Written by: Andrea Marks-Joseph
As the weather cools and we spend more time wrapped up indoors, we look to our books for the captivating adventures we can’t have. I believe a good fireplace read is highly atmospheric, compelling, and something you’ll want to talk to all your friends about. The novels in this list would be perfect to read with friends, or start a family book club around. They’re also all potential, “Y’all go on and start dinner without me, I need to find out what happens first” books. You’ve been warned!
If you want to sit in front of your fireplace at the edge of your seat, we have murder mysteries, domestic suspense, and international art heists for you. Looking to travel the world from your couch? We’re taking you jet-setting all around the world with these books! For those of us simply trying to soak up the Fall vibes, we’ve got a mysterious magical mansion, satirical dark academia, and spooky nature documentary happenings that come to life in what may be the apocalypse. If Fall to you means comfort and warmth, we’ve got the guide to achieving that coziness, and two of the most wonderful romances –one royal, one filled with pets!
1. Leave the World Behind by Rumaan Alam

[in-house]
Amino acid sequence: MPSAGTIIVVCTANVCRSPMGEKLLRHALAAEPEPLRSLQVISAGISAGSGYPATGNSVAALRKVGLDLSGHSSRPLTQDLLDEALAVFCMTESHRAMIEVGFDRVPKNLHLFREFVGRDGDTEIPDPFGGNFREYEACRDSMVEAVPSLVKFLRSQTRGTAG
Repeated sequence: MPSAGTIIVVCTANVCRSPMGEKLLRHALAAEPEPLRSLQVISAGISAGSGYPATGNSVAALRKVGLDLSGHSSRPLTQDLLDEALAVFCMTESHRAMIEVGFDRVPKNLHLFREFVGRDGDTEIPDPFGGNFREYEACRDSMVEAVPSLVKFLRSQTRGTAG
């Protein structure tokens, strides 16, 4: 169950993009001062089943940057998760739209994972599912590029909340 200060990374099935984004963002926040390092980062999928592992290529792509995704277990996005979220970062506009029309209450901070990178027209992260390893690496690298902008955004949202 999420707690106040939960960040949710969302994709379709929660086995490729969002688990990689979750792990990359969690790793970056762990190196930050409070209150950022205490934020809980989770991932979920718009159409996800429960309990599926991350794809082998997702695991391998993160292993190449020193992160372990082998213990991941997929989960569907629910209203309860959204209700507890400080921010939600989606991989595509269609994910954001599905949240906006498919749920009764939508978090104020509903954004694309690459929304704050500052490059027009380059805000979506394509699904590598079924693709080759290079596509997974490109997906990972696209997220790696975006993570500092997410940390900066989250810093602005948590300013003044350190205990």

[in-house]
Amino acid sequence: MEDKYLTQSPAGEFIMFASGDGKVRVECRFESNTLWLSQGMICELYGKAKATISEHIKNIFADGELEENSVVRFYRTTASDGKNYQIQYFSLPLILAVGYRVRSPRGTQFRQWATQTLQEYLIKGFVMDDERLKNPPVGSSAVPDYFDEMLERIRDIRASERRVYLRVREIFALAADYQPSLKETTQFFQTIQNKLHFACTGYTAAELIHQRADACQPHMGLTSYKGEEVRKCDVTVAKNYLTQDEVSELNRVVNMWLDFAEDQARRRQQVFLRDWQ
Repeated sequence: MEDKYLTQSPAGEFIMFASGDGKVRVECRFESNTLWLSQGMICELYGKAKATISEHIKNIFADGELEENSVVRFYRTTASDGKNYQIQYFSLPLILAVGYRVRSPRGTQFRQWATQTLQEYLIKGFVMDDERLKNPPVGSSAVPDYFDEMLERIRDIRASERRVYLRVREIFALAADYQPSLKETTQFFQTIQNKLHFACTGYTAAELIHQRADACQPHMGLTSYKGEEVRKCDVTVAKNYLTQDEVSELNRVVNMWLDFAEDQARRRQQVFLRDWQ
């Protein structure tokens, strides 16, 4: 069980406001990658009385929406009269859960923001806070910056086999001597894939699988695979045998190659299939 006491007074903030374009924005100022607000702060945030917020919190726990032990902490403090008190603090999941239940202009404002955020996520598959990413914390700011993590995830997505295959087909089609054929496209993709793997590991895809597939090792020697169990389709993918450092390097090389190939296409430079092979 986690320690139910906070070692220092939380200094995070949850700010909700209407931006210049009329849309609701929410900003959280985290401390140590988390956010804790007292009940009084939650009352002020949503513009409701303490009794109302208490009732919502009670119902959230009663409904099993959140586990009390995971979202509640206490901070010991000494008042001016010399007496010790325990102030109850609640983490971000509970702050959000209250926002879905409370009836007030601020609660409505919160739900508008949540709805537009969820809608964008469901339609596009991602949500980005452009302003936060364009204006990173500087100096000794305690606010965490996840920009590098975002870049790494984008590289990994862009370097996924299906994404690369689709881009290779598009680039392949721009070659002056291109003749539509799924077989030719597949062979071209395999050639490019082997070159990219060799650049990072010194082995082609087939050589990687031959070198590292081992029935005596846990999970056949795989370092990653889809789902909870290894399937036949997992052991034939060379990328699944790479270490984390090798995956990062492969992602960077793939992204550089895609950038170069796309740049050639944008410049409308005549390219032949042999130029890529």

A quiet family vacation goes profoundly wrong when a weekend of leisure turns into an apocalyptic crisis they’re forced to share with another family.
Imagine you’ve rented a luxurious home for your family vacation, only to be interrupted late one night by the owners returning, asking to come in and stay with you. They’re panicked, reporting that there’s been a citywide blackout with no news about why. In the rural location, it’s hard to know if that’s true, but then more suspicious things keep happening. Leave the World Behind is simultaneously a socio-political commentary on wealth, leisure and family life, and a contemporary apocalyptic trance.
Alam’s writing is impeccable; brilliant, sharply observant, and witty. The storyline –equal parts ‘Are we being scammed?’, ‘Are we in danger?’ and ‘Is the world ending right now?’– will make you gasp and wonder out loud what you would do in that situation. Throughout the novel, you’ll contemplate who you would trust, and how far that trust would take you.
Editor Note: "Leave the World Behind" is currently being adapted as a Netflix Movie with Denzel Washington and Julia Roberts